By Professor Daniel Moran
Last updated 2011-02-17
The mounted knight, clad in chain mail or plate armour, became the characteristic military embodiment of the resulting, steeply hierarchical social system. A man had to own some land if he wanted to belong in the medieval nobility, and this land was the source of the finance that provided the equipment, specially-bred mounts, and servants that a knight required.
Such aristocratic warriors dominated European battlefields from the ninth to the fourteenth centuries. Their chief advantage in combat came from the horses they rode. The momentum of a knight's mount could now be transmitted to his weapon by means of the stirrup, a humble piece of technology that reached western Europe from Asia around the time of Charlemagne (c.800).
The image shown above is that of a miniature from the Chronicle of the French poet Jean Froissart, which recounts the history of the Hundred Years' War. Seen here is the clash of French and English armies at the Battle of Auray (1364), in which mounted knights are featured. Also shown are the means by which such knights would soon be eclipsed - massed formations of infantry, armed with pole-arms and missile-firing weapons.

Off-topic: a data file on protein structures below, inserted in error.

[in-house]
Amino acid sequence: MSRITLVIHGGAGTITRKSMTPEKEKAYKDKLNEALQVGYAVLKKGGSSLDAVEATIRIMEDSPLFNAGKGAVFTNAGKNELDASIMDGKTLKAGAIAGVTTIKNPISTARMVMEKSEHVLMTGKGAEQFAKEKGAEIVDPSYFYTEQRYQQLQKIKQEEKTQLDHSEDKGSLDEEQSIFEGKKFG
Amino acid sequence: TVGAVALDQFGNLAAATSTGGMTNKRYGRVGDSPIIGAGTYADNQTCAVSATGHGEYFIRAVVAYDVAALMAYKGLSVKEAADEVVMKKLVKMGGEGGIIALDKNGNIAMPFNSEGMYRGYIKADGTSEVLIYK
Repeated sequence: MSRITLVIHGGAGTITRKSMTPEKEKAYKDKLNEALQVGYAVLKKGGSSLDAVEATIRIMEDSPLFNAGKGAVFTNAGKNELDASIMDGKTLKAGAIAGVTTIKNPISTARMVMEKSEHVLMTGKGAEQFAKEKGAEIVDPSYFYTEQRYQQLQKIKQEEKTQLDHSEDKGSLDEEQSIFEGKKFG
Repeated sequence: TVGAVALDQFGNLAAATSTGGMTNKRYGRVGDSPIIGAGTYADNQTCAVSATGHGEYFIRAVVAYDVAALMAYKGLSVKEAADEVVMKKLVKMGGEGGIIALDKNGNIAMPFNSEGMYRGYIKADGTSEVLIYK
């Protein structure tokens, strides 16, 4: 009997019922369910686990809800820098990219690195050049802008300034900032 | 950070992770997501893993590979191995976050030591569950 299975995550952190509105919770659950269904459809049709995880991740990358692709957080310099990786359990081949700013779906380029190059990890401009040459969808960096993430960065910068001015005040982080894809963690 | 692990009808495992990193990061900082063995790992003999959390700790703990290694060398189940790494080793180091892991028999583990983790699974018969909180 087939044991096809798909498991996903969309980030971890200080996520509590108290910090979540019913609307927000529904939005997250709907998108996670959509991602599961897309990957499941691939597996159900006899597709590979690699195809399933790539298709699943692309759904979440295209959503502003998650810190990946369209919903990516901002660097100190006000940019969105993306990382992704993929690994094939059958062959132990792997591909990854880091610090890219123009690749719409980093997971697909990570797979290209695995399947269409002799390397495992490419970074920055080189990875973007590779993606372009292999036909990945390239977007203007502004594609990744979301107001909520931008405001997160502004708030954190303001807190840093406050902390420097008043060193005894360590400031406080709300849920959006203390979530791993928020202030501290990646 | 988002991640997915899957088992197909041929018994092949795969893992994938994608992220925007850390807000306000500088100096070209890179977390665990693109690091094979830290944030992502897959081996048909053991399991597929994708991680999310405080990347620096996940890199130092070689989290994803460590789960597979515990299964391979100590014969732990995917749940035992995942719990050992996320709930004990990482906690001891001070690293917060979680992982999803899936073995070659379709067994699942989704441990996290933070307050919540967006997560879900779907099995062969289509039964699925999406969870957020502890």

Provided they maintained their cohesion, such masses of pike-wielding infantry presented a formidable obstacle to opponents on horseback, since a horse will not charge into what appears to it to be a solid barrier, however determined its rider. The English bowmen, like the one shown in the lower right, were yet more dangerous. Their bodkin-pointed arrows could penetrate even the heaviest armour.
The threat from missile weapons became insuperable after the infantry's pikes and bows were replaced by firearms. Thereafter the cavalry's responsibilities would increasingly be confined to reconnaissance, raiding and the pursuit of already beaten opponents. In these roles it survived into the 20th century. It was not the gun but the internal combustion engine that finally drove the mounted warrior from the battlefield.
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